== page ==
I was worried about Giles and getting cold. I didn’t want to be standing around doing nothing, but waiting in fear of what I might find. I knew there was a route around the alley ways into the back end of school. It would take me about ten minutes and it had to be better than waiting and worrying, so I quickly ran with the rucksack bouncing and the games digging into my back, a cruel reminder of what I was hiding and what had triggered the incident. I ran slipping and skidding on the ice, but managing to stay on my feet by bouncing off fences and walls along the sides of the paths and alley ways. I threaded my way through the last of the student stragglers, breath freezing before me and body heating up from the exertion, and they gawked at me in wonder why someone would be running back to school on the last day of term.

  Finally my phone rang, Giles’s mum, Linda.

  “Who is this?” she asked.

  “It’s Jonathan. I am Giles’s friend,” I said slowing to a brisk walk in order to talk.

  “What’s the matter Jonathan is everything okay,” she responded with a concerned voice.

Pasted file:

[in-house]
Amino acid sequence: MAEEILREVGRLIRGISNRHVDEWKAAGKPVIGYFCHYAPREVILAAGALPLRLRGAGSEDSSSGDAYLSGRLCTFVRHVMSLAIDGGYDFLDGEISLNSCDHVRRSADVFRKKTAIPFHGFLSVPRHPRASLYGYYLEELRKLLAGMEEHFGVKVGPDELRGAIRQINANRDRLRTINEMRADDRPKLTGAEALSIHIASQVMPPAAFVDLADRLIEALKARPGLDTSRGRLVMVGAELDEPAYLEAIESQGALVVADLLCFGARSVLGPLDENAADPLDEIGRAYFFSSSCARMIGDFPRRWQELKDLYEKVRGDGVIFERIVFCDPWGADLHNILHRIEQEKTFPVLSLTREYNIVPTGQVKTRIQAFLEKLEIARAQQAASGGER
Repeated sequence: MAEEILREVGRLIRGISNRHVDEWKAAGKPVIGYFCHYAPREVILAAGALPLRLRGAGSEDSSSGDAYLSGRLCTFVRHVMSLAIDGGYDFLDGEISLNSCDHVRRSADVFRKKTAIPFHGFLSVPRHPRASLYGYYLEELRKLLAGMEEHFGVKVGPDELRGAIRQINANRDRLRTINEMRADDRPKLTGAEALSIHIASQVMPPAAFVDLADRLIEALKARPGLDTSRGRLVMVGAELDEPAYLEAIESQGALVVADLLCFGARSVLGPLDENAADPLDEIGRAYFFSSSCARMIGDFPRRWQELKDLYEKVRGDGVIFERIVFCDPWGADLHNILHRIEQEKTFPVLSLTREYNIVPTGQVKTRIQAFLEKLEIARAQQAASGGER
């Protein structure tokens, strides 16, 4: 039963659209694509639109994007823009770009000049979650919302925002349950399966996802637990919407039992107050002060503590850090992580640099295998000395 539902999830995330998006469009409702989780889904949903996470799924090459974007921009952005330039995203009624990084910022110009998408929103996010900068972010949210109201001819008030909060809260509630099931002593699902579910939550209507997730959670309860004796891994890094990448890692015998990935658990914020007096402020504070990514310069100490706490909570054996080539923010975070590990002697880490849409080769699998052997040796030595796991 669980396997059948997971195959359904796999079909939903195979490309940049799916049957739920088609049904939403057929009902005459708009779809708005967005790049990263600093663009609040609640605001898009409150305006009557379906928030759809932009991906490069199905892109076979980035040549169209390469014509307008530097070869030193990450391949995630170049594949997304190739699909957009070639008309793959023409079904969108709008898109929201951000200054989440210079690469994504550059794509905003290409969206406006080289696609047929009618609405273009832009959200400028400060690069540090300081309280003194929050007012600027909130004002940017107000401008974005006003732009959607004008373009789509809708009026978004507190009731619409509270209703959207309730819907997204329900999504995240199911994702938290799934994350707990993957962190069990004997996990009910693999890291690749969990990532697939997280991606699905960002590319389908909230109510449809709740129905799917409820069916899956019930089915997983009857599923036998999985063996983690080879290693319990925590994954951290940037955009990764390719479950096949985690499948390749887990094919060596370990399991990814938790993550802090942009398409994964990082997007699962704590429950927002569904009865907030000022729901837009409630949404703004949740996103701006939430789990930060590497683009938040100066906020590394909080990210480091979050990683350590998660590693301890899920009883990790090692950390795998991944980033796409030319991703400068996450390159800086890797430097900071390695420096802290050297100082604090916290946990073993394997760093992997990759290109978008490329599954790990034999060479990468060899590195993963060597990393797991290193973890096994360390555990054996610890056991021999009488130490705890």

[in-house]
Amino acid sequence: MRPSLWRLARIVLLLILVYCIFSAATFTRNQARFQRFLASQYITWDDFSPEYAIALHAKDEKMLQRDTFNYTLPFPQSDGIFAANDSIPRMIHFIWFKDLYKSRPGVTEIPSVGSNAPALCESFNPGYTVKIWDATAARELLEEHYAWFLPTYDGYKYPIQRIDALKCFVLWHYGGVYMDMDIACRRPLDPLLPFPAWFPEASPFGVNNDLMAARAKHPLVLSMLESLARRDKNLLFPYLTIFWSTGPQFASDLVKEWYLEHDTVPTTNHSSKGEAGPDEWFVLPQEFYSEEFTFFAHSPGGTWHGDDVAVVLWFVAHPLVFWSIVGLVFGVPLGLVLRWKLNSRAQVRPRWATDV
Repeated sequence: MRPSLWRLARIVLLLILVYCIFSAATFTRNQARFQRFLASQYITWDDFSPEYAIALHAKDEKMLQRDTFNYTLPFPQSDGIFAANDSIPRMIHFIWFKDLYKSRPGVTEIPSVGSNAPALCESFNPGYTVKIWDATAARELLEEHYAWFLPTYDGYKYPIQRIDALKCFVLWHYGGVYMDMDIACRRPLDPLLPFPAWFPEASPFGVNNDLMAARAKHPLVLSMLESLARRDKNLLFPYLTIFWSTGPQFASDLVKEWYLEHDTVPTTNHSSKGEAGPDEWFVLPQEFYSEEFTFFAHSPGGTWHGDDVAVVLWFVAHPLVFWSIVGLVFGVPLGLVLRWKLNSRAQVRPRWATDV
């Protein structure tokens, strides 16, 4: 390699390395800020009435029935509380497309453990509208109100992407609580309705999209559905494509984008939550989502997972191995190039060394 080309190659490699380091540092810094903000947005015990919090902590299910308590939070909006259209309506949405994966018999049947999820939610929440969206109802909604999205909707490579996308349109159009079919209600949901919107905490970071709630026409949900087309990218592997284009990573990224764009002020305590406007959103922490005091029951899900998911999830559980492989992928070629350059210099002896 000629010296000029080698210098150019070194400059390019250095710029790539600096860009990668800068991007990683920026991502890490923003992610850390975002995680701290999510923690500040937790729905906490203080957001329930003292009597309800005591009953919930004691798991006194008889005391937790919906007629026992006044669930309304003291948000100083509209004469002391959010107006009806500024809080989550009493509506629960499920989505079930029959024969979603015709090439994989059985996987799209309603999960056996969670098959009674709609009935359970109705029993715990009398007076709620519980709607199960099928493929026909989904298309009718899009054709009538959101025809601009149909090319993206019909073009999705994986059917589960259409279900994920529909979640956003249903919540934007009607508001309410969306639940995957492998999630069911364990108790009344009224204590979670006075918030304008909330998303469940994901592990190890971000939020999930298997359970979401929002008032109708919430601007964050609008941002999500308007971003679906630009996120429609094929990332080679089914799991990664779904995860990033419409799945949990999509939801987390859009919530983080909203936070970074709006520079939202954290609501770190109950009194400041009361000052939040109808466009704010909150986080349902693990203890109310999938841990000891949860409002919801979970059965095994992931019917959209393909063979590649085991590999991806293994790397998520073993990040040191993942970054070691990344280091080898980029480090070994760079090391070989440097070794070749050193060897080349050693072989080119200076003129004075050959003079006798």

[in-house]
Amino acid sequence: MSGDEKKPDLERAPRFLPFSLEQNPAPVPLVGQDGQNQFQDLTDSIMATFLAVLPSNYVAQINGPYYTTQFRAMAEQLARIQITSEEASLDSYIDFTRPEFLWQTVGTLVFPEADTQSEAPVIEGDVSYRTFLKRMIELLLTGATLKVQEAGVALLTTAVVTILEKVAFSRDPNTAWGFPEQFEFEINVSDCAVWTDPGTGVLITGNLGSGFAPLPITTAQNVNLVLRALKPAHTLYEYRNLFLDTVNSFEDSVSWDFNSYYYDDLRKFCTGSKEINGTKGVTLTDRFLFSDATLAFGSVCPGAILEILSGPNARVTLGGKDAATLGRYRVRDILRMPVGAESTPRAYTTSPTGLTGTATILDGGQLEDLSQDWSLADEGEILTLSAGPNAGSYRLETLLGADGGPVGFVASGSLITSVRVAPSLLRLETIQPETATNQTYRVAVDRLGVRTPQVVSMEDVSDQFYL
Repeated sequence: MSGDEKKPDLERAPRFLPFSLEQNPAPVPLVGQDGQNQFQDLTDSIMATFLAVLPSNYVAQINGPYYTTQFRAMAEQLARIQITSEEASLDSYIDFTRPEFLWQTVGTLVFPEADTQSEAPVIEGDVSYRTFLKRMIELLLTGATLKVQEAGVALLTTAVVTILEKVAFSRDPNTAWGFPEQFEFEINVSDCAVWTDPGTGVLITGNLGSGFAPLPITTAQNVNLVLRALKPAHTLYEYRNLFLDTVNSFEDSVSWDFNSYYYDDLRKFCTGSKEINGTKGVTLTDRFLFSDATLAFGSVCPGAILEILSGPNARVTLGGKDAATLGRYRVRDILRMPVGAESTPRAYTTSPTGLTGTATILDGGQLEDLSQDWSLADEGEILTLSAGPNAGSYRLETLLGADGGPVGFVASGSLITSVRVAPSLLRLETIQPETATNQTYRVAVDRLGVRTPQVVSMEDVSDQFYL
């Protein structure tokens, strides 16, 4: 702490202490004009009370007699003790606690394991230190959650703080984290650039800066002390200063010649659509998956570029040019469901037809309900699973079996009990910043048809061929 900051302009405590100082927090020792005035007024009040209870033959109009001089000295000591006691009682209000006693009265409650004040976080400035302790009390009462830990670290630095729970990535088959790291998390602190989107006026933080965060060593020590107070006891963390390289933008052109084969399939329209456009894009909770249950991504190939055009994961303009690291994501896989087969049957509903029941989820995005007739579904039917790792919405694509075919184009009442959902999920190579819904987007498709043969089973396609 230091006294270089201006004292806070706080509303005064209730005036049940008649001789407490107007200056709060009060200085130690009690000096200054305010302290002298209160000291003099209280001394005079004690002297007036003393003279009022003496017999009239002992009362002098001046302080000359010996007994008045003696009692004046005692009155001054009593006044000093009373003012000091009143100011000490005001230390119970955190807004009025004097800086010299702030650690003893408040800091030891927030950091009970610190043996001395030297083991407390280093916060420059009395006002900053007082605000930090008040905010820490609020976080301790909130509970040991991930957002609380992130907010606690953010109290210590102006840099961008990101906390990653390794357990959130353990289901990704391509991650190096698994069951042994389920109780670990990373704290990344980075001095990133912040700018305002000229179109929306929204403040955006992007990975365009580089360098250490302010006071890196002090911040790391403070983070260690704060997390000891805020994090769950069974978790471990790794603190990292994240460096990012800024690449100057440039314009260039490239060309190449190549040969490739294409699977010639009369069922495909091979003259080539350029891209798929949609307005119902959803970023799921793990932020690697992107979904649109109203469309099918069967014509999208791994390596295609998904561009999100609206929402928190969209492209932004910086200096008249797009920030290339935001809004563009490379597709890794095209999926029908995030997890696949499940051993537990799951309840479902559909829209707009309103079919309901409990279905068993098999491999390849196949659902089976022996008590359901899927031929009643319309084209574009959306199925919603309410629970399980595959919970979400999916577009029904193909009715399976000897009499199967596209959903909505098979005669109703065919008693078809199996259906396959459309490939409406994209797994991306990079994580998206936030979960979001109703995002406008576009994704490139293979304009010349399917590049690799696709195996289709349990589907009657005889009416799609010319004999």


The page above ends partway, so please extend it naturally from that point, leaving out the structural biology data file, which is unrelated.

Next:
“It’s Giles, a local gang have grabbed hold of him at the front gates, there was nothing I could do,” I said trying to excuse myself from any blame.

  “Okay, get a teacher. I will be there as soon as possible.”

  I arrived at the back gate just as Mr Johnson was closing up. Mr Johnson was the caretaker, and ex marine. He had come out to the front gates only a few weeks ago when they were hanging around waiting for a victim, and had stared them down even though out numbered. I thought the gang wouldn’t try anything if he came out. We could still rescue Giles.

  “We’re shutting,” he stated pushing the gate to a close, and started wrapping the chain around it and the post.

  “I need help Mr Johnson, the O’Keefe gang have my friend,” I said, as I hung on to the gate trying to get my breath back. It was the longest I could ever remember running.

  “Where?”, he said and frowned.

  “The front gate.”

  He un-wound the chain and gestured me through, and then wound it back again and padlocked it.

  “Okay let’s go, try and keep up.”

  He ran off through the school, keys jangling on his belt, and I tried my best to keep up, but I was already tried from running around the back of the school. We flew through the empty school playgrounds and buildings, and out through the car park along the road running by the side of the courtyard to the front gates. Mr Johnson was already at the front gates looking for Giles when I came around the corner into the front courtyard. I put in another burst and ran up to the gates with heavy legs and sore back from the ruck sack. Just then Linda’s small blue Nissan Micra car skidded to a halt a few yards away, and she jumped out.